Submitted by Ozkan Celik on
|Title||Impact of visual error augmentation methods on task performance and motor adaptation|
|Publication Type||Conference Proceedings|
|Year of Conference||2009|
|Authors||Celik, O, Powell, D, O'Malley, MK|
|Conference Name||IEEE 11th International Conference on Rehabilitation Robotics (ICORR 2009)|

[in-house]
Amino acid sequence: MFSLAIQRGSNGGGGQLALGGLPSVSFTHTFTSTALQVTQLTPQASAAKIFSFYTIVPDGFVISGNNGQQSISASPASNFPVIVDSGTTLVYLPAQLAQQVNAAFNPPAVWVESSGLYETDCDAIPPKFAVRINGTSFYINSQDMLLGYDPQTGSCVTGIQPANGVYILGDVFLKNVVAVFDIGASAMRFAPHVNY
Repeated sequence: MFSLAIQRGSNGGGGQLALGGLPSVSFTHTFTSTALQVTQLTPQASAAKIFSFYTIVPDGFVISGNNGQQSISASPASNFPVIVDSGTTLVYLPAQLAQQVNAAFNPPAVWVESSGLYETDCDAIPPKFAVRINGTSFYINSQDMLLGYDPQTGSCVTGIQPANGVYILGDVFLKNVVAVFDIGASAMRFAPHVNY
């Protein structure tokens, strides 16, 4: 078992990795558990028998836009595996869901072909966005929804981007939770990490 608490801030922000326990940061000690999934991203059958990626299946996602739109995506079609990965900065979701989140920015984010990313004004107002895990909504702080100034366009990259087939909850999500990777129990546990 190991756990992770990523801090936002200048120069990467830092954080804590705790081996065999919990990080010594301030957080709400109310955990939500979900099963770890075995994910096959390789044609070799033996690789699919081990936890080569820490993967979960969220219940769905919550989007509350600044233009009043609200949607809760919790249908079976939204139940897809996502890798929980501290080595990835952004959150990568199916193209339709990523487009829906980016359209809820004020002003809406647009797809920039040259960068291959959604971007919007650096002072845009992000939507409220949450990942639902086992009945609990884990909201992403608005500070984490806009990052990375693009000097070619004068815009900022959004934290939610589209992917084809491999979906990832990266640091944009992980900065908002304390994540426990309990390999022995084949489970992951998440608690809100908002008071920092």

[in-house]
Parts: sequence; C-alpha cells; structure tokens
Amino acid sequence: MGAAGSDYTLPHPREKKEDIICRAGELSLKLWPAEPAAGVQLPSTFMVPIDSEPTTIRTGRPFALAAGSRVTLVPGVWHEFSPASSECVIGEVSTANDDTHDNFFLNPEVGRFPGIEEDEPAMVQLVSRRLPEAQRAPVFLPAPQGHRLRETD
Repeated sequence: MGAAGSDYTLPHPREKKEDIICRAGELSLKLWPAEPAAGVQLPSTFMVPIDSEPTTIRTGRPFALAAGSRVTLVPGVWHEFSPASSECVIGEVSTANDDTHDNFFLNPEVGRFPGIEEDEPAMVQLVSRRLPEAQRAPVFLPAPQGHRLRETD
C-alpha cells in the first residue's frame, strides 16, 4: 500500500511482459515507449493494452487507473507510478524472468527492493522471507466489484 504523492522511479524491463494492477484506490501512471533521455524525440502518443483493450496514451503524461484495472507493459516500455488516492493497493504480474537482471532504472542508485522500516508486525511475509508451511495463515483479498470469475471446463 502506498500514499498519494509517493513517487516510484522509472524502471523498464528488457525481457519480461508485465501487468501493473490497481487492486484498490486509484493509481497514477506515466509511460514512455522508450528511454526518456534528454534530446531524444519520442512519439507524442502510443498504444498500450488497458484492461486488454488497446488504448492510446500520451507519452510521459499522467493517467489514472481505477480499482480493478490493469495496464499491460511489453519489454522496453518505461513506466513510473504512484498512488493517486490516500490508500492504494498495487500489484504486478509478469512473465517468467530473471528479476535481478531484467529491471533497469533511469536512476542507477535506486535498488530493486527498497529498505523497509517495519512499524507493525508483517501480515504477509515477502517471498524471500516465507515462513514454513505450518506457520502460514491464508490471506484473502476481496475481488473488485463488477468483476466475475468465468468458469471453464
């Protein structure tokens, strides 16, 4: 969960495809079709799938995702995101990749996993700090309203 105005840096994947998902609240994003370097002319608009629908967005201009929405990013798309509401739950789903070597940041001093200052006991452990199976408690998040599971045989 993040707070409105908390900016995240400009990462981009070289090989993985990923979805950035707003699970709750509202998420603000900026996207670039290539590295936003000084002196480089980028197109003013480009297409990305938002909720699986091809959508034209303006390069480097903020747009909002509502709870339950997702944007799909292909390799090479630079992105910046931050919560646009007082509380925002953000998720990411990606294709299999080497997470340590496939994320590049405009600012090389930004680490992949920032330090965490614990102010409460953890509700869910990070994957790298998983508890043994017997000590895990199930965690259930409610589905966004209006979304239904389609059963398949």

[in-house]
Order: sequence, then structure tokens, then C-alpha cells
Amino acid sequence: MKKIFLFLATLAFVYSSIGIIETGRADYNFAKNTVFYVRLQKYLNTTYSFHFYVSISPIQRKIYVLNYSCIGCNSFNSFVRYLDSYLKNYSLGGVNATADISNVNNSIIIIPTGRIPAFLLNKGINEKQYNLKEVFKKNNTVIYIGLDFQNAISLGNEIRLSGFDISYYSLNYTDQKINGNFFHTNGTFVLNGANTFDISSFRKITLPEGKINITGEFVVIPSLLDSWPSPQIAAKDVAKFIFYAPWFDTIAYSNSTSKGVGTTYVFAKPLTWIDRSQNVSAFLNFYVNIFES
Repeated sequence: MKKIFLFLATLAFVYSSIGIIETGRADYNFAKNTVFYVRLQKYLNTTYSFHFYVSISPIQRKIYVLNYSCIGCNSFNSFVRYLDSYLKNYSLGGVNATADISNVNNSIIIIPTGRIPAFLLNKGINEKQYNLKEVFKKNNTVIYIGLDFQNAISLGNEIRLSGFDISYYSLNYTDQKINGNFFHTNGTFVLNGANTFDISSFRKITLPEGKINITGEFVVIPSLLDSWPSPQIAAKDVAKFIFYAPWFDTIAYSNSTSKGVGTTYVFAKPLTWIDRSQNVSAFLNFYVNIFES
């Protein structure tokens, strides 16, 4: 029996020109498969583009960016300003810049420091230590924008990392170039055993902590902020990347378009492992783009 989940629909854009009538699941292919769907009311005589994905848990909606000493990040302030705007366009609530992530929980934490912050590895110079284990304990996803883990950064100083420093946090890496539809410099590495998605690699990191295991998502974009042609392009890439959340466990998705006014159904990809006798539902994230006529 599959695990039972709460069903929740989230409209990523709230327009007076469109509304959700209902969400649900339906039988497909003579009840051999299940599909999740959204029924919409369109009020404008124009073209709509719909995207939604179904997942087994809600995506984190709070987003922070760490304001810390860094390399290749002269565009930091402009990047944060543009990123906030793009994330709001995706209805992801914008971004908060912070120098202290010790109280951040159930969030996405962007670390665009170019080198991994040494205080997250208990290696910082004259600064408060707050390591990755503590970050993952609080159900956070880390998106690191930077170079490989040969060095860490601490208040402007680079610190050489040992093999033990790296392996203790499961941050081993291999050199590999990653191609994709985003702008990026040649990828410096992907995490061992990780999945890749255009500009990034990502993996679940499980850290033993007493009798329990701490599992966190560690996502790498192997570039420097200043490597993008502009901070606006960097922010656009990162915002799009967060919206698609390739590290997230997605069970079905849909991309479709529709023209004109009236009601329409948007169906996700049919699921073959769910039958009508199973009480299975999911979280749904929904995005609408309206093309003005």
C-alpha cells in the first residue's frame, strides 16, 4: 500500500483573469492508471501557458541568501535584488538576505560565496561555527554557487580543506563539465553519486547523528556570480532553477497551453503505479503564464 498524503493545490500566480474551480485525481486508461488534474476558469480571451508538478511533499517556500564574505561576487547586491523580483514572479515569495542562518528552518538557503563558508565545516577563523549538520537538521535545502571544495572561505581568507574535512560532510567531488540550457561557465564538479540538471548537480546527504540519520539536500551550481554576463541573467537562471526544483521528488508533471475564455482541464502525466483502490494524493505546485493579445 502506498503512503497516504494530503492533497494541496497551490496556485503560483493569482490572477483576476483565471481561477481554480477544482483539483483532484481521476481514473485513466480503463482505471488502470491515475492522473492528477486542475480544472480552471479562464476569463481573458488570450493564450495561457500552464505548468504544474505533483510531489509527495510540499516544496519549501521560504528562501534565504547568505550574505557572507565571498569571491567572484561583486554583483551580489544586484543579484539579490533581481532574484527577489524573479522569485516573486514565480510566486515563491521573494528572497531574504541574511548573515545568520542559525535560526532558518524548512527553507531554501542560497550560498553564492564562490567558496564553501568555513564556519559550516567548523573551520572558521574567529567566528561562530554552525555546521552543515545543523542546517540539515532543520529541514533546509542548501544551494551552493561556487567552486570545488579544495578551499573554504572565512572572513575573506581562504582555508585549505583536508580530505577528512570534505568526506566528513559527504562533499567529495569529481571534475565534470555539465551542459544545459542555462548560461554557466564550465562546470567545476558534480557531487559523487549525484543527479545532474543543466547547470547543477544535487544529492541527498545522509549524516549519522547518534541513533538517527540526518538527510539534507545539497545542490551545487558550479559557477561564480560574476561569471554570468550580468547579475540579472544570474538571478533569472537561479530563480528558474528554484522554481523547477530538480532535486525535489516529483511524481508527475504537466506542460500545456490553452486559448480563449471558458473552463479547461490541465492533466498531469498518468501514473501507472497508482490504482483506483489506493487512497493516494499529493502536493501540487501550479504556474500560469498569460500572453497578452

We hypothesized that augmenting the visual error feedback provided to subjects training in a point-to-point reaching task under visual distortion would improve the amount and speed of adaptation. Previous studies showing that human learning is error-driven and that visual error augmentation can improve the rate at which subjects decrease their trajectory error in such a task provided the motivation for our study. In a controlled experiment, subjects were required to perform point-to- point reaching movements in the presence of a rotational visual distortion. The amount and speed of their adaptation to this distortion were calculated based on two performance measures: trajectory error and hit time. We tested how three methods of error augmentation (error amplification, traditional error offsetting, and progressive error offsetting) affected the amount and speed of adaptation, and additionally propose definitions for “amount” and “speed” of adaptation in an absolute sense that are more practical than definitions used in previous studies. It is concluded that traditional error offsetting promotes the fastest learning, while error amplification promotes the most complete learning. Progressive error offsetting, a novel method, resulted in slower training than the control group, but we hypothesize that it could be improved with further tuning and indicate a need for further study of this method. These results have implications for improvement in motor skill learning across many fields, including rehabilitation after stroke, surgical training, and teleoperation.